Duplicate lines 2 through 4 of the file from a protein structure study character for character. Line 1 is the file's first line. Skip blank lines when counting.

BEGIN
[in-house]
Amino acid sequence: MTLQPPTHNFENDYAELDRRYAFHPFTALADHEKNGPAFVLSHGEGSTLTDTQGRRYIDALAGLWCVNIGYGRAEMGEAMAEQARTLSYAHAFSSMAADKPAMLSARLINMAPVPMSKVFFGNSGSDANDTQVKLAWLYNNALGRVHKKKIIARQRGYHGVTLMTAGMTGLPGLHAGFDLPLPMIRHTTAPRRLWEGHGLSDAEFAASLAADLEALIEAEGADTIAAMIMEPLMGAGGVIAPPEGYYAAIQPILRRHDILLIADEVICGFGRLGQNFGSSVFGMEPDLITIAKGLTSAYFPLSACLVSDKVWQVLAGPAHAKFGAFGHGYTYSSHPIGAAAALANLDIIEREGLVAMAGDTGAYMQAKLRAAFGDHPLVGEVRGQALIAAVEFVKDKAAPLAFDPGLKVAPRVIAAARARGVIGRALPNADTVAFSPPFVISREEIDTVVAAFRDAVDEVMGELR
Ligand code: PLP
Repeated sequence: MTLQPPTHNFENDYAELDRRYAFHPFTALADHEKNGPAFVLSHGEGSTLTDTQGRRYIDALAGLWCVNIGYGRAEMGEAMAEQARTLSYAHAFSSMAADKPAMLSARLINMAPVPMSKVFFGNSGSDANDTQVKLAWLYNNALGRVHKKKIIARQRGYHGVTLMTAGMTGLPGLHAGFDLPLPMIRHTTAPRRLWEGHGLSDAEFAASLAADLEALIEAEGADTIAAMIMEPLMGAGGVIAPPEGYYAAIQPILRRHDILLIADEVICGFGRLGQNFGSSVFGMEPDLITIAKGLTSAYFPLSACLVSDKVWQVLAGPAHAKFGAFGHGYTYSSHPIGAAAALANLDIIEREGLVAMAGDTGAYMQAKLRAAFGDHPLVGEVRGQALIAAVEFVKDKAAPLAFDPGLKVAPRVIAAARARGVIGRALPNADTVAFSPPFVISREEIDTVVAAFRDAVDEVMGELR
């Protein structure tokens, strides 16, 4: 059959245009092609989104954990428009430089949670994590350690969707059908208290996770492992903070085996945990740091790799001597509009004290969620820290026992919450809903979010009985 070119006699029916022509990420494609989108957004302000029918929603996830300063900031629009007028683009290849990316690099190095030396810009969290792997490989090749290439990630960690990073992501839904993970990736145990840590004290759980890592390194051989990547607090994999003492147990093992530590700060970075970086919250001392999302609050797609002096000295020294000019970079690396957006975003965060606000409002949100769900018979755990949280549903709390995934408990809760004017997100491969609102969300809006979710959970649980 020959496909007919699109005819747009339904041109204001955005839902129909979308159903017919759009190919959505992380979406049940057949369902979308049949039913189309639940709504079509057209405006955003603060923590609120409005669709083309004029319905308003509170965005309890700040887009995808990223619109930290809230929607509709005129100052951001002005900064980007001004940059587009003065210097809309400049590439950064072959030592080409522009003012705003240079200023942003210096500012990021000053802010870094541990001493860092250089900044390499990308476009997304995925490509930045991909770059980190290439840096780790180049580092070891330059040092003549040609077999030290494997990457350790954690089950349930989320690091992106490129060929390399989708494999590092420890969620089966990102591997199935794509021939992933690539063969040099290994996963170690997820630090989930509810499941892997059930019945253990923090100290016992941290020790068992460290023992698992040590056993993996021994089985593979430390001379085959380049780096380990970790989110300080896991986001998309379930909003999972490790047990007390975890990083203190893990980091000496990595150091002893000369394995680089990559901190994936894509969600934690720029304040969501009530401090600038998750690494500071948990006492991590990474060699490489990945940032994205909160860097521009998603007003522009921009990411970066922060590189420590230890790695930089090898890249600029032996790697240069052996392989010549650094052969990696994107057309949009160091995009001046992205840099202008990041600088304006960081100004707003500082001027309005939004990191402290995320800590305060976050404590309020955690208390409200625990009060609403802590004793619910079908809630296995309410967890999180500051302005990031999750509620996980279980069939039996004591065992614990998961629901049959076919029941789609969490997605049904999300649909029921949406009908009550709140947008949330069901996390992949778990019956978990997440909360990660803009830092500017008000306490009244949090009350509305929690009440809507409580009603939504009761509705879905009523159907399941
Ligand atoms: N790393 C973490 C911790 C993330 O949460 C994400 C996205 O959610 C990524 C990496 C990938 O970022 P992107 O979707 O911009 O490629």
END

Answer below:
Amino acid sequence: MTLQPPTHNFENDYAELDRRYAFHPFTALADHEKNGPAFVLSHGEGSTLTDTQGRRYIDALAGLWCVNIGYGRAEMGEAMAEQARTLSYAHAFSSMAADKPAMLSARLINMAPVPMSKVFFGNSGSDANDTQVKLAWLYNNALGRVHKKKIIARQRGYHGVTLMTAGMTGLPGLHAGFDLPLPMIRHTTAPRRLWEGHGLSDAEFAASLAADLEALIEAEGADTIAAMIMEPLMGAGGVIAPPEGYYAAIQPILRRHDILLIADEVICGFGRLGQNFGSSVFGMEPDLITIAKGLTSAYFPLSACLVSDKVWQVLAGPAHAKFGAFGHGYTYSSHPIGAAAALANLDIIEREGLVAMAGDTGAYMQAKLRAAFGDHPLVGEVRGQALIAAVEFVKDKAAPLAFDPGLKVAPRVIAAARARGVIGRALPNADTVAFSPPFVISREEIDTVVAAFRDAVDEVMGELR
Ligand code: PLP
Repeated sequence: MTLQPPTHNFENDYAELDRRYAFHPFTALADHEKNGPAFVLSHGEGSTLTDTQGRRYIDALAGLWCVNIGYGRAEMGEAMAEQARTLSYAHAFSSMAADKPAMLSARLINMAPVPMSKVFFGNSGSDANDTQVKLAWLYNNALGRVHKKKIIARQRGYHGVTLMTAGMTGLPGLHAGFDLPLPMIRHTTAPRRLWEGHGLSDAEFAASLAADLEALIEAEGADTIAAMIMEPLMGAGGVIAPPEGYYAAIQPILRRHDILLIADEVICGFGRLGQNFGSSVFGMEPDLITIAKGLTSAYFPLSACLVSDKVWQVLAGPAHAKFGAFGHGYTYSSHPIGAAAALANLDIIEREGLVAMAGDTGAYMQAKLRAAFGDHPLVGEVRGQALIAAVEFVKDKAAPLAFDPGLKVAPRVIAAARARGVIGRALPNADTVAFSPPFVISREEIDTVVAAFRDAVDEVMGELR